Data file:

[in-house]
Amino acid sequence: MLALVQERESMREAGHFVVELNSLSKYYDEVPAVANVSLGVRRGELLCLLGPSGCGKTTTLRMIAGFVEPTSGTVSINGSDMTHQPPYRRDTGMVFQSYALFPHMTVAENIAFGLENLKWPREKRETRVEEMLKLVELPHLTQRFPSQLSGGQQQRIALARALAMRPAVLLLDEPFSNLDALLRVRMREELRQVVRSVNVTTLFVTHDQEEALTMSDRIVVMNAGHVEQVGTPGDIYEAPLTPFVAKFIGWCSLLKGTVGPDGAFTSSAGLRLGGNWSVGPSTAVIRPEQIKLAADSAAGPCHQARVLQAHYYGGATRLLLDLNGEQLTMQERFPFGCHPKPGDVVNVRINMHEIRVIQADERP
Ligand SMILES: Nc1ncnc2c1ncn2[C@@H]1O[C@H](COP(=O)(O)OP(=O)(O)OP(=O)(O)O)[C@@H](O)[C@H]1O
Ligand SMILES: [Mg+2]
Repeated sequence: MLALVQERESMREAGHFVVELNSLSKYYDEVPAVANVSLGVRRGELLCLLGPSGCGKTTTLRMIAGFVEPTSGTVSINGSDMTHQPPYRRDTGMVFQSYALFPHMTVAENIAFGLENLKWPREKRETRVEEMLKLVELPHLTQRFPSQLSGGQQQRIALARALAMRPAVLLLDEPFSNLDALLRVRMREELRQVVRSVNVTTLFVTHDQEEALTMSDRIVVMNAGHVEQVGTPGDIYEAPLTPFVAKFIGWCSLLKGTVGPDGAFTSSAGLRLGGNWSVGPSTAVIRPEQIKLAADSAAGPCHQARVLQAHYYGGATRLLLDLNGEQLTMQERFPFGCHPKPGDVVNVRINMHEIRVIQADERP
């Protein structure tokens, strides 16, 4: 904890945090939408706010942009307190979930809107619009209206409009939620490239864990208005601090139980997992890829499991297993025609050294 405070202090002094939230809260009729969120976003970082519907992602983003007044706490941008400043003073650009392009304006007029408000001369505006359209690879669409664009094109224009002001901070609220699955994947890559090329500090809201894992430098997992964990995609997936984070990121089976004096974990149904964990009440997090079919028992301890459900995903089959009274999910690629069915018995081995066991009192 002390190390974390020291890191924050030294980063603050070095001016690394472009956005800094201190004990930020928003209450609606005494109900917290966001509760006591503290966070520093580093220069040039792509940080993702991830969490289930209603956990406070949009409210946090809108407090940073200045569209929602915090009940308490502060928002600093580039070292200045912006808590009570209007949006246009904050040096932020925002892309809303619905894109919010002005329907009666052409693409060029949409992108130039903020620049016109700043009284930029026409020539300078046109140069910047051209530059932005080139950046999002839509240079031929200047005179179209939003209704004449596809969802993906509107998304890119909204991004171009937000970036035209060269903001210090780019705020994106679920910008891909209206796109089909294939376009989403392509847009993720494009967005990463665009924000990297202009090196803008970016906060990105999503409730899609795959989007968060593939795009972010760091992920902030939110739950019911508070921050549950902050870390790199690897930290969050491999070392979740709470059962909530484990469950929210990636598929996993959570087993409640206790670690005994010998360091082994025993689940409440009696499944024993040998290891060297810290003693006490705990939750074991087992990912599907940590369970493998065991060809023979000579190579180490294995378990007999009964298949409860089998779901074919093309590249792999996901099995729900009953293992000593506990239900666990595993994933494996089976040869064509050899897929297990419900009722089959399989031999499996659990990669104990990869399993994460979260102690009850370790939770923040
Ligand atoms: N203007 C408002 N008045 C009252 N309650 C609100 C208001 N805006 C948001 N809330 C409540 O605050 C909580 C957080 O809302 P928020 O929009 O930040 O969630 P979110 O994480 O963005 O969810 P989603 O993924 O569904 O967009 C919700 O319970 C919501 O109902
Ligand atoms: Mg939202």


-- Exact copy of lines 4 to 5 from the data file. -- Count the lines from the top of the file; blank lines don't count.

Ligand SMILES: [Mg+2]
Repeated sequence: MLALVQERESMREAGHFVVELNSLSKYYDEVPAVANVSLGVRRGELLCLLGPSGCGKTTTLRMIAGFVEPTSGTVSINGSDMTHQPPYRRDTGMVFQSYALFPHMTVAENIAFGLENLKWPREKRETRVEEMLKLVELPHLTQRFPSQLSGGQQQRIALARALAMRPAVLLLDEPFSNLDALLRVRMREELRQVVRSVNVTTLFVTHDQEEALTMSDRIVVMNAGHVEQVGTPGDIYEAPLTPFVAKFIGWCSLLKGTVGPDGAFTSSAGLRLGGNWSVGPSTAVIRPEQIKLAADSAAGPCHQARVLQAHYYGGATRLLLDLNGEQLTMQERFPFGCHPKPGDVVNVRINMHEIRVIQADERP